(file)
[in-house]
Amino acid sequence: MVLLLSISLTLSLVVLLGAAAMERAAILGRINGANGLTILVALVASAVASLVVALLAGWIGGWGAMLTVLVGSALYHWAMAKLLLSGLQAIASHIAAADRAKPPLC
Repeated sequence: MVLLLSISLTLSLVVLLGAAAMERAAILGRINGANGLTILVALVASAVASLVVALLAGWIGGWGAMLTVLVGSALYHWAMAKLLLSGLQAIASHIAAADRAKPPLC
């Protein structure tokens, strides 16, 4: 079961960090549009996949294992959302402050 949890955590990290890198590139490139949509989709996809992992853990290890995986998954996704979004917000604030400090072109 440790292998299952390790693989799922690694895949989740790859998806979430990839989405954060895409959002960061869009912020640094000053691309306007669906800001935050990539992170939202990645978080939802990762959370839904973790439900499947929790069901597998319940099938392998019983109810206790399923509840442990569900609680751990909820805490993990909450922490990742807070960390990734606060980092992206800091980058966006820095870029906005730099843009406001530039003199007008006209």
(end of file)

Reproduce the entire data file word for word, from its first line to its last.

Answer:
[in-house]
Amino acid sequence: MVLLLSISLTLSLVVLLGAAAMERAAILGRINGANGLTILVALVASAVASLVVALLAGWIGGWGAMLTVLVGSALYHWAMAKLLLSGLQAIASHIAAADRAKPPLC
Repeated sequence: MVLLLSISLTLSLVVLLGAAAMERAAILGRINGANGLTILVALVASAVASLVVALLAGWIGGWGAMLTVLVGSALYHWAMAKLLLSGLQAIASHIAAADRAKPPLC
């Protein structure tokens, strides 16, 4: 079961960090549009996949294992959302402050 949890955590990290890198590139490139949509989709996809992992853990290890995986998954996704979004917000604030400090072109 440790292998299952390790693989799922690694895949989740790859998806979430990839989405954060895409959002960061869009912020640094000053691309306007669906800001935050990539992170939202990645978080939802990762959370839904973790439900499947929790069901597998319940099938392998019983109810206790399923509840442990569900609680751990909820805490993990909450922490990742807070960390990734606060980092992206800091980058966006820095870029906005730099843009406001530039003199007008006209």